Jon Speelman's Agony Column #29

by Jonathan Speelman
11/24/2016 – If you know your openings and have an eye for strategic plans and tactics you are a dangerous opponent, no matter your rating. Of course, all these qualities do not protect against the occasional bitter loss but they certainly help to win fine games. As Han Schut, father of former Dutch women's champion Lisa Schut, demonstrates.

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Jon Speelman's Agony Column #29

This week's pair of games are by Han Schut, a Dutchman who is currently on sabbatical after five years in New York heading up a company, Minteq, which services the steel industry worldwide.

Han Schut

The game of Han Schut (right, with the cape) catches
the eye of an onlooker (Photo: Tournament page Bilbao 2016)

Han's whole family, he, his wife Heleen and daughters Donna and Lisa all play chess. Donna was Dutch under 14 champion in 2006, beating among others future  grandmasters current GMs Robin van Kampen and David Klein. But she quit playing when she was 16 and currently works for Google in Dublin.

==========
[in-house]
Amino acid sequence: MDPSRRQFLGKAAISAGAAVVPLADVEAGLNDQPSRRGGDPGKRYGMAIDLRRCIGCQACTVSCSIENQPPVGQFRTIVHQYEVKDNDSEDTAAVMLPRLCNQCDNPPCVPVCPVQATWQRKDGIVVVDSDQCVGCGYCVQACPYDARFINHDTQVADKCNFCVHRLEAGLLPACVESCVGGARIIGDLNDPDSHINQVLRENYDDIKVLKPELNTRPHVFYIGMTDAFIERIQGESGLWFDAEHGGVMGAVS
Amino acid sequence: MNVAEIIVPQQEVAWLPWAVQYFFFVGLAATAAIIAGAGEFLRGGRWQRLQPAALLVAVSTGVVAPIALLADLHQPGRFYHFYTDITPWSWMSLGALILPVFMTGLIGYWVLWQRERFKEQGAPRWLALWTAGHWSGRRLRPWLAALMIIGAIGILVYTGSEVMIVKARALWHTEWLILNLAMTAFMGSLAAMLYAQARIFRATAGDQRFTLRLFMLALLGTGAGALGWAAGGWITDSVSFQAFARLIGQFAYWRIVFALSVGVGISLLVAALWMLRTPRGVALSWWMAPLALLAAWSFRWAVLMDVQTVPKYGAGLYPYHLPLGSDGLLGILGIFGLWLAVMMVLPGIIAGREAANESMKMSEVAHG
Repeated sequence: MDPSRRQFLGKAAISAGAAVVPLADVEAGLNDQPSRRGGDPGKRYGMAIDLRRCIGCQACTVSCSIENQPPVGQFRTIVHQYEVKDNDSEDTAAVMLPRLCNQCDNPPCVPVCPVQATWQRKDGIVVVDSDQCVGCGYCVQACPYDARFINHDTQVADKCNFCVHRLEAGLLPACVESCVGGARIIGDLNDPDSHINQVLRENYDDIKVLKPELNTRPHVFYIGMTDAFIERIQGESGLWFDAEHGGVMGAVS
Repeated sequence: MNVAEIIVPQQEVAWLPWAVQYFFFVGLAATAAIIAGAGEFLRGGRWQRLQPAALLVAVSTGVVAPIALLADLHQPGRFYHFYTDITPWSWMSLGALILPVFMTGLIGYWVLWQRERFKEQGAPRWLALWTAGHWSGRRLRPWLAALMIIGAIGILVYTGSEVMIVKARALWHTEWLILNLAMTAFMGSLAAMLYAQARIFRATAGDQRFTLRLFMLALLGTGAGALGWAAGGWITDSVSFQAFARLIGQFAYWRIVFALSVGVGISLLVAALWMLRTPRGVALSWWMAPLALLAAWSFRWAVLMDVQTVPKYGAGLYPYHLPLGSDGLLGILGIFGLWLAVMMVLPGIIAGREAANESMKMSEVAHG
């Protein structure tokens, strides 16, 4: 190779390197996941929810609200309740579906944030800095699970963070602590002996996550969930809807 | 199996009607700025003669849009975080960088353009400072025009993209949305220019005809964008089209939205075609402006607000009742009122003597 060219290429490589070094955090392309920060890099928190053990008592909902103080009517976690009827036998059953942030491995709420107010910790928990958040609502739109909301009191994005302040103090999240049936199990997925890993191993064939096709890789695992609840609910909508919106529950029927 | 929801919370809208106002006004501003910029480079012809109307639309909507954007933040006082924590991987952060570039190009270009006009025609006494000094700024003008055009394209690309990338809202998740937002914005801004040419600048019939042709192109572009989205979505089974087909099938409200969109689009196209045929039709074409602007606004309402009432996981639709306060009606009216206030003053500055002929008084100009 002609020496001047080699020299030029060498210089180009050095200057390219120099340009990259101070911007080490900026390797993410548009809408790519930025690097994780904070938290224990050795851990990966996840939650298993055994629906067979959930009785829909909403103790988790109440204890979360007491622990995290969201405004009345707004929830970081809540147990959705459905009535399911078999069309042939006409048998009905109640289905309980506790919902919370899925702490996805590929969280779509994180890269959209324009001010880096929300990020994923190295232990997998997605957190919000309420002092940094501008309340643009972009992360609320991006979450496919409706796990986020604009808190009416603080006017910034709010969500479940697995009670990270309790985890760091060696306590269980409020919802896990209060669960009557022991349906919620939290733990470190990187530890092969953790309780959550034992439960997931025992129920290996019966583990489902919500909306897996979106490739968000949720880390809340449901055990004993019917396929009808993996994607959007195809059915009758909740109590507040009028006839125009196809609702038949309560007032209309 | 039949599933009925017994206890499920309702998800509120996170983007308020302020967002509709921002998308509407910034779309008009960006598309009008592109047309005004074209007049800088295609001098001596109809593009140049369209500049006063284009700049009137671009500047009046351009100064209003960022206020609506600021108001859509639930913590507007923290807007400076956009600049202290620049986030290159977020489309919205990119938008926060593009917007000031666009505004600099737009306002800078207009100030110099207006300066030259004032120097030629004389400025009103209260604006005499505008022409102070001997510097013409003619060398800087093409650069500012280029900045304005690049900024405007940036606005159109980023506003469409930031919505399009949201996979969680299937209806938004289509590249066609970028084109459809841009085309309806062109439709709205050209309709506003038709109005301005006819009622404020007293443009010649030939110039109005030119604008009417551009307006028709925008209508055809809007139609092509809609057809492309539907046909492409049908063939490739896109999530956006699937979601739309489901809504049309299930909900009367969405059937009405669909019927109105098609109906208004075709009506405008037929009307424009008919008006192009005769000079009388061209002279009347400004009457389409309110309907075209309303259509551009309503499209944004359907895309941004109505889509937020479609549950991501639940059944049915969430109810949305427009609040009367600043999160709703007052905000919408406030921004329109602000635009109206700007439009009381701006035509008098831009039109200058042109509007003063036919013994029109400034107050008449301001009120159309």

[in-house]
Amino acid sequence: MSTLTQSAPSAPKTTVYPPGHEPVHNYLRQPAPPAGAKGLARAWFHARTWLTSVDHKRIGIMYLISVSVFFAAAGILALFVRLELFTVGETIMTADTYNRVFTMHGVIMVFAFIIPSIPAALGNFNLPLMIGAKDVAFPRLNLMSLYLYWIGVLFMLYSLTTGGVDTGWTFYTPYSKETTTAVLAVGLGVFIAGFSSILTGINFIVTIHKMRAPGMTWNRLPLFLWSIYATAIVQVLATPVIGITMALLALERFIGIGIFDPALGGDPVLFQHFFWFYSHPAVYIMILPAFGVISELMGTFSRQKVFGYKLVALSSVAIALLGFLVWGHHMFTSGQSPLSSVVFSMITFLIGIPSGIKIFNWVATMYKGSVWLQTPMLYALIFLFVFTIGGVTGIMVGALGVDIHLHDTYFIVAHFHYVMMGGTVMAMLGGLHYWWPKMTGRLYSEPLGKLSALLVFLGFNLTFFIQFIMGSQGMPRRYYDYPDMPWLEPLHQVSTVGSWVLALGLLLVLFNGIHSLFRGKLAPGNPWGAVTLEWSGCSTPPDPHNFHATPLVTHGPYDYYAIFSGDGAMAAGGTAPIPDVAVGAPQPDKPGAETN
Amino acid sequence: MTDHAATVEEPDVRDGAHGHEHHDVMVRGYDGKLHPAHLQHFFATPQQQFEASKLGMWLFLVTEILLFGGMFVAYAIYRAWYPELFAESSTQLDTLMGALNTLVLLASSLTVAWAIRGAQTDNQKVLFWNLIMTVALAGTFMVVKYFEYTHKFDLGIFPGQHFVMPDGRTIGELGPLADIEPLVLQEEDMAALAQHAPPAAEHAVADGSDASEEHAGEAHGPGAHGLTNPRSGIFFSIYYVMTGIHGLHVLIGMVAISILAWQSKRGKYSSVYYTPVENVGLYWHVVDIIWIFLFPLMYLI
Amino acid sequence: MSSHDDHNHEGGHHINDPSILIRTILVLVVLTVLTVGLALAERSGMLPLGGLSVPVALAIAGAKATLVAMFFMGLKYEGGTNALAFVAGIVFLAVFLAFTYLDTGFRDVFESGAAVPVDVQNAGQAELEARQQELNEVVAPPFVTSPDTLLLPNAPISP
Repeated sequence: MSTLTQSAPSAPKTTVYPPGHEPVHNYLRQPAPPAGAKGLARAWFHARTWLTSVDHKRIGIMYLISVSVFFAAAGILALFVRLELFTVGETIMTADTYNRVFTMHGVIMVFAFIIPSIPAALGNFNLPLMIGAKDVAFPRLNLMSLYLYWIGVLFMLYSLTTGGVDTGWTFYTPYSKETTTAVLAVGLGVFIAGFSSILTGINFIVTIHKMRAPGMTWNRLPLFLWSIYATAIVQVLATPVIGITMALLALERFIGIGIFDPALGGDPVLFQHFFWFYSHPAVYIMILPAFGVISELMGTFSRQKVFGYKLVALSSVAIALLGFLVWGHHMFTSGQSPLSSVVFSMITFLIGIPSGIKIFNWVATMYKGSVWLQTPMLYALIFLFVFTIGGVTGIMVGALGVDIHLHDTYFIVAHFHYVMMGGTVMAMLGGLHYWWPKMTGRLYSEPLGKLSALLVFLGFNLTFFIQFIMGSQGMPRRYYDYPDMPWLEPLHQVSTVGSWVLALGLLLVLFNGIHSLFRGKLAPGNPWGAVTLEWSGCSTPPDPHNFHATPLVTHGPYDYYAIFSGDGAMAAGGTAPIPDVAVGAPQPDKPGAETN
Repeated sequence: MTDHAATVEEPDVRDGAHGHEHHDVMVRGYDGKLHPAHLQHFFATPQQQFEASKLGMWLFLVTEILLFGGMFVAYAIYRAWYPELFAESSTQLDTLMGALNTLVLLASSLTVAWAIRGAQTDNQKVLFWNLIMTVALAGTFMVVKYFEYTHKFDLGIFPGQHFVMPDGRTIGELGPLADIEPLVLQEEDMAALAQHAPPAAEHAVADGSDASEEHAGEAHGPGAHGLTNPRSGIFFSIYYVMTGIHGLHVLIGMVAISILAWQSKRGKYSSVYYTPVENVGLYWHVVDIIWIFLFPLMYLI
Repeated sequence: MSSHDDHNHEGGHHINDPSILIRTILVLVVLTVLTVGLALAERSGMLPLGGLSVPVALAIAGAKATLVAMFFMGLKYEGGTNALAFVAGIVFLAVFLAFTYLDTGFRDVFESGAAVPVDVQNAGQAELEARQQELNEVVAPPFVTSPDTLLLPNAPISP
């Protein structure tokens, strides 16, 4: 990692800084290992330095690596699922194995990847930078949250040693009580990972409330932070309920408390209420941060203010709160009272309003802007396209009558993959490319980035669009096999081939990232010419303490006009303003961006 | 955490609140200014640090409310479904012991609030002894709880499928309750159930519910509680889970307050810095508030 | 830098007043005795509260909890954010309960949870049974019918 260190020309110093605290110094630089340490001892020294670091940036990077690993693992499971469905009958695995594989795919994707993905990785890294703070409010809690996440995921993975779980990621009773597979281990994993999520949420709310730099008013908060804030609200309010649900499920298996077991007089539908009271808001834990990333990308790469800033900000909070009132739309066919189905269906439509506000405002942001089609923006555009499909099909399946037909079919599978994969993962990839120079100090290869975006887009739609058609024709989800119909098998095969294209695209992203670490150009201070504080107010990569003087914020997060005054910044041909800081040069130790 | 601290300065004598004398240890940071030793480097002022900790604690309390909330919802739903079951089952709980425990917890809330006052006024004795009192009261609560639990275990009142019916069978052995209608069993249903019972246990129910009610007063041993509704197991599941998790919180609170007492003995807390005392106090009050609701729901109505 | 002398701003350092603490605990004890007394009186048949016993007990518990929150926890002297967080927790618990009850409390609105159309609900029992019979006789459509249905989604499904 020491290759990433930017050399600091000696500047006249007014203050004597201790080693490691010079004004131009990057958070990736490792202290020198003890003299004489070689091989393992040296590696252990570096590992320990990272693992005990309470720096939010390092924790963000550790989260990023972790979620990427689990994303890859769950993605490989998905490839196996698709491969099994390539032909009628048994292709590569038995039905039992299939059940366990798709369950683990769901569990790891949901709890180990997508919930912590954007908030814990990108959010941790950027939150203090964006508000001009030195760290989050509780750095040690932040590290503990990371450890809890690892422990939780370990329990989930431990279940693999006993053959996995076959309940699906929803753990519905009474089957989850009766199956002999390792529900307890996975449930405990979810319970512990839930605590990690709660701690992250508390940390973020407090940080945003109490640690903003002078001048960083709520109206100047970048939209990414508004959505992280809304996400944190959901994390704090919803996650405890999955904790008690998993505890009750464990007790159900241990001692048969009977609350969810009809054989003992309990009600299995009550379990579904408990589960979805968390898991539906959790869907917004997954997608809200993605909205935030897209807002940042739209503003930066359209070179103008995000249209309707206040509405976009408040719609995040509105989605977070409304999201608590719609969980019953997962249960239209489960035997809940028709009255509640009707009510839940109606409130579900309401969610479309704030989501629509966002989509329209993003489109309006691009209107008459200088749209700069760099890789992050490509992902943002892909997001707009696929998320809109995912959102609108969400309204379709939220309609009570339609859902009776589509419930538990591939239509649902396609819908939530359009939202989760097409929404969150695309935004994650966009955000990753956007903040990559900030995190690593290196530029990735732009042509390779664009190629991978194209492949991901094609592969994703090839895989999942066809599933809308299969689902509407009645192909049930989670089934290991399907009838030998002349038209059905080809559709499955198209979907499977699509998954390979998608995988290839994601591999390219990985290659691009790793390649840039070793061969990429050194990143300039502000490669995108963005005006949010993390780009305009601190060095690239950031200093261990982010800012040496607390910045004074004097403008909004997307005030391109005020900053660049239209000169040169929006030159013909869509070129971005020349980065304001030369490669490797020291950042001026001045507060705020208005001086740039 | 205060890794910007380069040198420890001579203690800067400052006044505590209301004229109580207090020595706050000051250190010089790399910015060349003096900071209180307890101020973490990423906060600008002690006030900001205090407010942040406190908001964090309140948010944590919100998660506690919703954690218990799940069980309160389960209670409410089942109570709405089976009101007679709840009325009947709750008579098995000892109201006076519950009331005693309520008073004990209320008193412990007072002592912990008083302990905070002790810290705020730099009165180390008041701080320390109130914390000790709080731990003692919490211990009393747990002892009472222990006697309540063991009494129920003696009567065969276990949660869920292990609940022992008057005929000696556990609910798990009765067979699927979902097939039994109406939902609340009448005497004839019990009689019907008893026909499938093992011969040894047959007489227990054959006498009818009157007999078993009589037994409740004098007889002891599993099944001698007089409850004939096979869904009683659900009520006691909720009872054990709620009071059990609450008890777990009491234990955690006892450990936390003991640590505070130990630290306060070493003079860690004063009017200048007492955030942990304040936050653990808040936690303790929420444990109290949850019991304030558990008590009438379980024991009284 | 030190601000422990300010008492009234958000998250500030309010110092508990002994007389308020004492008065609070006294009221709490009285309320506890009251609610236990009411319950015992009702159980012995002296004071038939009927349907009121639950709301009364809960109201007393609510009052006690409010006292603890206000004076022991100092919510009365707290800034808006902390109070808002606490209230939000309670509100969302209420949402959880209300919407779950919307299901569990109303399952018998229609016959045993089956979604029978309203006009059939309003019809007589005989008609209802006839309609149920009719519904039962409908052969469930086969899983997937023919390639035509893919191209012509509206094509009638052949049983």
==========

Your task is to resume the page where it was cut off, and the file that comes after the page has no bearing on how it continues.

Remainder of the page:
Lisa, his younger daughter, became Dutch women's champion in 2014 at the age of 19 and has also won several medals at World and European championships. She played in the C group at Wijk aan Zee in 2012 and  had a very honourable draw with Matthew Sadler in which she was appreciably better (or indeed winning) at one moment. However since 2014 she has only been playing occasionally, concentrating instead on her academic studies (Operations Research at the Erasmus University Rotterdam).

Lisa Schut

Han is rated just 2120 but this must be due to inconsistency since the underlying standard in both of his two games is considerably higher.  

They come from the Hoogeveen Open last October with the Agony a game he contrived to lose against a good FIDE Master from a winning position and the Ecstasy a nice win against an IM. He provided excellent notes which I've mainly left intact with  a few interventions as JS.